What Is Gaslighting In Behavioral Science?

In psychology, gaslighting is a form of psychological manipulation in which a person or group seeks to sow seeds of doubt in a targeted individual or group, making them question their own memory, perception, or judgment. It is often done in an attempt to gain more power or control over the victim.

The term “gaslighting” comes from the 1938 play “Gas Light” and the 1940 and 1944 film adaptations, in which a husband attempts to convince his wife that she is going insane by manipulating small details of their environment, such as the lighting or the location of objects.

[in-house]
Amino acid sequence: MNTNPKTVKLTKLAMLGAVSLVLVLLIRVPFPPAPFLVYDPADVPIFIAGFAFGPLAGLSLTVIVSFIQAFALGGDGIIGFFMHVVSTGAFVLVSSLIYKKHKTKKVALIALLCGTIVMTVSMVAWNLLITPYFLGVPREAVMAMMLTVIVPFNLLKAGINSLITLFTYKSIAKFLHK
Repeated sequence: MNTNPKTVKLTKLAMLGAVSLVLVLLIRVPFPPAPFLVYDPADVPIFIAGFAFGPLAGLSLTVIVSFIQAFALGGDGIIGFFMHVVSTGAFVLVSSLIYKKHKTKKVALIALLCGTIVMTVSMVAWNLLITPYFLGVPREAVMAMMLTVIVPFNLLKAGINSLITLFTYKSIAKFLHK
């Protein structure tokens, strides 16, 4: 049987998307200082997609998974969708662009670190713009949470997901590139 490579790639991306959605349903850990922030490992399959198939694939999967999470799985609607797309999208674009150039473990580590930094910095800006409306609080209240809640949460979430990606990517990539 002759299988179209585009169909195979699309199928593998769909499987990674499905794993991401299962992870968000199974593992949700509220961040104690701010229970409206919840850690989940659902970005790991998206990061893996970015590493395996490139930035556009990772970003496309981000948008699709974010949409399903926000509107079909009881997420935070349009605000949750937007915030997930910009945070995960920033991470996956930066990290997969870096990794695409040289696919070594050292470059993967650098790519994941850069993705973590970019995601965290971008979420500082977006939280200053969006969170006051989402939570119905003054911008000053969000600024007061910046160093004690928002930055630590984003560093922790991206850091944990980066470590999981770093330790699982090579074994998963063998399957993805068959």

Gaslighting can take many forms, but common tactics include denying that certain events or conversations took place, manipulating evidence or surroundings to confuse the victim, and calling the victim’s memory or perception into question. It can be especially effective when it is done gradually over a long period of time, as the victim may not realize that they are being manipulated.

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